Even though you’re doing aerobic exercise, you need to warm up before starting your main treadmill workout. To keep it simple, walk or jog on the treadmill for five to 10 minutes at an intensity that raises your heart rate and lets you break a light sweat. Throughout your workout, maintain an erect posture with your head looking forward, rather than down. Use the same stride length as if you were walking or running outdoors. Don’t hold the handrails, otherwise you’ll be supporting some of your weight and not working at maximum intensity. Instead, swing your arms to burn a few extra calories, even if you’re just walking.
Steady-Pace Program Design
There’s no one-size-fits-all program to lose weight on a treadmill. As a general rule for a beginner, perform at least 30 minutes of moderate-intensity treadmill walking five times per week. To determine your intensity, calculate your target heart rate by subtracting your age from 220. Keep your heart rate within 50 to 70 percent of your target rate during a moderate-intensity workout. Increase your walking distance by about a quarter-mile per session and raise your speed slightly every two to three weeks. Monitor your heart rate to make sure you remain within the moderate-intensity zone as your workouts progress. A 30-minute treadmill workout helps you lose weight by burning about 120 to 180 calories if you walk at 3.5 mph, or 240 to 355 calories if you jog at 5 mph. If you do that five times per week, you'll burn an extra 600 to 1,775 calories in the seven days -- enough to lose 0.17 to 0.5 pounds, provided your calorie intake doesn't increase.
Interval training involves alternating higher- and lower-intensity segments within your workout. You can increase your intensity by moving faster, by raising the treadmill’s incline, or both. This type of training burns more calories per minute than steady-pace exercise and helps you lose weight at a faster rate. An interval routine can be as simple as walking for 30 seconds, sprinting for 30 seconds and then repeating the pattern for about 20 minutes. If you’re new to interval training, try replacing one of your weekly steady-pace workouts with an interval session. Monitor your heart rate and keep it within 70 to 85 percent of your maximum during an interval workout. Increase the intensity over time by doing two or three interval workouts per week, or by running faster or raising the incline further during the intense intervals.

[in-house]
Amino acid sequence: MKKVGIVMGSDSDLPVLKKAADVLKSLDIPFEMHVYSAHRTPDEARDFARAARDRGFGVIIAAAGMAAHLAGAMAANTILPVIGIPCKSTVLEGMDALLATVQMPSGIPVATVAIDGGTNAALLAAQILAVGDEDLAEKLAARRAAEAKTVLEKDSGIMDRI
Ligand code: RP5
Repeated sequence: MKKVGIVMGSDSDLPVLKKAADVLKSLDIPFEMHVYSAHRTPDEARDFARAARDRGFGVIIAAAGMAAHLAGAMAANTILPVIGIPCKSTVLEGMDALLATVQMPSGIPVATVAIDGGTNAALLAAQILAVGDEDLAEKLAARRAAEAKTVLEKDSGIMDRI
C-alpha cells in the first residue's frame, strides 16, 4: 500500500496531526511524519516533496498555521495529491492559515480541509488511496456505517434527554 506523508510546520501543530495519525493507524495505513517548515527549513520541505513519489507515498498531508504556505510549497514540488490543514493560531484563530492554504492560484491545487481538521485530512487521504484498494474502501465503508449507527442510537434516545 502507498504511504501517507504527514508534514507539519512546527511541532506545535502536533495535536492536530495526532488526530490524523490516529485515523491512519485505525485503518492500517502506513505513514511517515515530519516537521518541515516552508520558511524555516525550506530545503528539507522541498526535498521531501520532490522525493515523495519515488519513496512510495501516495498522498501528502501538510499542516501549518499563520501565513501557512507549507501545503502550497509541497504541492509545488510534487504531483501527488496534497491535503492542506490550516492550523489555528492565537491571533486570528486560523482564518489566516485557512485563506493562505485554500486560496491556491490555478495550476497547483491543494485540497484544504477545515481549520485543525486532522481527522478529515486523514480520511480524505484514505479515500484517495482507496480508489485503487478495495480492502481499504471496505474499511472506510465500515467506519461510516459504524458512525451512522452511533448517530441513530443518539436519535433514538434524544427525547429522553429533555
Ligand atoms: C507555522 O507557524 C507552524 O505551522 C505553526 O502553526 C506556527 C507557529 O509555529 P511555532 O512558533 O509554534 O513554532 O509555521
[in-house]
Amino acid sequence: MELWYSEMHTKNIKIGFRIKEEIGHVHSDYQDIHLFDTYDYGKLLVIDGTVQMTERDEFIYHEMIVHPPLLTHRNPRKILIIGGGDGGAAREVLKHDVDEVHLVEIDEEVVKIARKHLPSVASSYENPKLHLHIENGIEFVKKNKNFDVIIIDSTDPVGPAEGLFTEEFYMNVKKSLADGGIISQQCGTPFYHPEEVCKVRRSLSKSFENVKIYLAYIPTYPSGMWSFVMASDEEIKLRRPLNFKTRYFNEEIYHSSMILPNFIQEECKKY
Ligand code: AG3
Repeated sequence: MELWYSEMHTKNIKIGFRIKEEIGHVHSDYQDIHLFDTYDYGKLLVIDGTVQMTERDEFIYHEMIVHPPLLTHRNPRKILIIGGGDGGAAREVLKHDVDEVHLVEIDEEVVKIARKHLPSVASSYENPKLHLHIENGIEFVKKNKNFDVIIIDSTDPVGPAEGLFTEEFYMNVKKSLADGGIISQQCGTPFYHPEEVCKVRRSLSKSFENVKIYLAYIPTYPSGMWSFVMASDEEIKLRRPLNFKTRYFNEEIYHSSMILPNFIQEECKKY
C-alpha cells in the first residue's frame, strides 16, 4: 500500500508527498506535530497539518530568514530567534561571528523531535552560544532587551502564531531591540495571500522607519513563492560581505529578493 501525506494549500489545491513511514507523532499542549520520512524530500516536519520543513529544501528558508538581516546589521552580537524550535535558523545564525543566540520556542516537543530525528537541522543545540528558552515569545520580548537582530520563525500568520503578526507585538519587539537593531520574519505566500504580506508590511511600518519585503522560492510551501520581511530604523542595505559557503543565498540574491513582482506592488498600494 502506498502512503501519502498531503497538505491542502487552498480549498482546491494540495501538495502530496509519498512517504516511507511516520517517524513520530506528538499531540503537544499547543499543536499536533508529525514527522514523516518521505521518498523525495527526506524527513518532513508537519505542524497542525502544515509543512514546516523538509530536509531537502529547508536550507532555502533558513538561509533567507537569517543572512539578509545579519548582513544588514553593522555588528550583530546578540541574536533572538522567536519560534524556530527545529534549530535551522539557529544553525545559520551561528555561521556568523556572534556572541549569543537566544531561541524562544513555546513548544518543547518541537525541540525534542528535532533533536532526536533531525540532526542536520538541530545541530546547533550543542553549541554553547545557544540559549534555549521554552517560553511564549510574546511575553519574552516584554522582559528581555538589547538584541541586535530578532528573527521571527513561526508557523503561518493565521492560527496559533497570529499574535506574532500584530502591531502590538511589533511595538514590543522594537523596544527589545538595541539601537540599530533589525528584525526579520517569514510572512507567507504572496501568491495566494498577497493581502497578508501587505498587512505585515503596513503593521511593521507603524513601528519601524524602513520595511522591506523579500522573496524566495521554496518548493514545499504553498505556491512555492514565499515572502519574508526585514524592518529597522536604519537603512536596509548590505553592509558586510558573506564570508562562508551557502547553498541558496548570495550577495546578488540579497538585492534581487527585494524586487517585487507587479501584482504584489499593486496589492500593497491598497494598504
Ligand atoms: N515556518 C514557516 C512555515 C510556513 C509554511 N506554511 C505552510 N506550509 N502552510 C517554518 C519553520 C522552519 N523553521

Diet and Strength Training
Exercise is only part of a complete weight-loss program. Perform strength training at least twice each week, working all your major muscle groups. If you add muscle mass via strength training, while losing fat with your overall program, you’ll increase your metabolism. As a result, you’ll burn more calories even when you’re at rest, further boosting your weight-loss efforts. Additionally, eat a healthy, nutrient-dense diet and keep an eye on your calories to complete your weight-loss efforts. Eat in moderation, basing your diet on food such as vegetables, fruits, low-fat dairy products, lean meat, legumes and whole-grain items, while avoiding processed and sugary foods. No matter how hard you work on the treadmill, you must burn more calories that you consume to lose weight.